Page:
A climate emergency is upon us. That fact is not altered by the welcome decision of the City Council, last Thursday, to declare it: nothing has changed as a result of the consensual decision to recognise the seriousness of the challenge that faces the whole of humanity.
We have work to do.
I’m writing this at just before 9.00 a.m. The heat is already unpleasantly close to 30oC, something that would have been exceptional 10 years ago but has become normal. This is just one symptom of the problems we face as a result of 150 years of unconstrained industrialisation and the commercial exploitation of geology and nature. In the past 60 years or so we’ve recognised examples of this and acted on each individually: the London smogs of the 50’s; rivers killed by industrial pollution; the use of ecosystem destroying pesticides like DDT; ozone depleting chemicals in aerosol sprays; lead in petrol … the list is endless. But we’ve failed, so far, on the big picture issue of global warming. Now, the younger generation in particular have called us to account. The party is over for industrial societies. Now it is time to clean up.
We have work to do.
In that context, the decision of this City Council is welcome. Its commitment was strengthened considerably by five amendments put forward by Labour councillors, three of which were accepted outright:
- to undertake environmental impact assessments of every decision the Council takes
- to include housing developers in the list of those to be worked with to deliver net zero carbon activity
- to embed the target of reducing carbon emissions within the Corporate Plan and set annual targets which can be effectively monitored
A further two Labour proposals were referred to a new working group on climate change:
- to hold a citizens’ assembly to identify and report on priorities and actions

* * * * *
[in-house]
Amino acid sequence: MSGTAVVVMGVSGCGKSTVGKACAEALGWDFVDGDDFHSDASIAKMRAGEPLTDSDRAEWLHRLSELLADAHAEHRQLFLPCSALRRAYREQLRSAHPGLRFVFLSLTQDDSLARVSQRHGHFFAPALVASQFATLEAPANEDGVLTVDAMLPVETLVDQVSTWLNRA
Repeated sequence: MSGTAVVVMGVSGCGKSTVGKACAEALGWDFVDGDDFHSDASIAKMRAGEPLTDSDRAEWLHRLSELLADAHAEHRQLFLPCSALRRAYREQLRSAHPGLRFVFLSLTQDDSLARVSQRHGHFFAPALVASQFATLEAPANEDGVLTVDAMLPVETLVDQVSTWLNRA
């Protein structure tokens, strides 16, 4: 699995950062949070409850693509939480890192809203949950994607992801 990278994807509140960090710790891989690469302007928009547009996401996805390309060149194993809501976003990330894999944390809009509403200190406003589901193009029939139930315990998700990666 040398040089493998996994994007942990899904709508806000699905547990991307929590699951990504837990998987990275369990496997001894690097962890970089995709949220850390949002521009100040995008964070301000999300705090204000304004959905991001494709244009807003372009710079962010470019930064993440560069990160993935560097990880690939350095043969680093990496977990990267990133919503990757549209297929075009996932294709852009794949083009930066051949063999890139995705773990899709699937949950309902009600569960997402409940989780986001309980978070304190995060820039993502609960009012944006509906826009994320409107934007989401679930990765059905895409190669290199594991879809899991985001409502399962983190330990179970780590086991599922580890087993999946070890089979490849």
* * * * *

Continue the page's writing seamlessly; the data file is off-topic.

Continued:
- to establish in independent review body to report on progress
So far, so good. We have a solid policy which looks to the Council not only to address its own carbon emissions but to cajole, encourage, persuade and where possible enforce other organisations, commercial and public, to do the same. We have a challenging target to achieve net zero carbon by 2030, which will – if we achieve it and everyone else globally does the same – only just be in time to prevent catastrophic and irreversible climate change. If we don’t, then the future of humanity, as well as many other species, is under real and imminent threat.
We have work to do.
That work involves taking the principles set out in the resolution and applying them successfully to specific activities. Not least among these are house building and design, public transport, private car and lorry journeys, and energy usage and production. This is why Labour proposed a Citizens’ Assembly: because many of the decisions to be taken will impact on how we live, and will inconvenience (to put it mildly) everyone who lives here. Getting advice direct from a representative sample of people from the whole District is key to ensure that people buy into the decisions that have to be taken, while ensuring that people who live in our villages are heard as clearly as those who live in the towns and City. Labour is also acutely aware that a substantial proportion of the population voted for the Green Party in the May elections, yet is not represented at all in the Council chamber. The Council has a responsibility to make sure that their voices are heard, and that their expertise on these questions is made available.
We have work to do – but no monopoly on the wisdom of how best to do it.
It is said that the road to hell is paved with good intentions. We’re surely on that road, but we have the chance in this district, in this country, in Europe, and globally, to change the direction we’re going. It really is not optional if human life – if it continues – is to be worth living. The time for talking is over. We have work to do.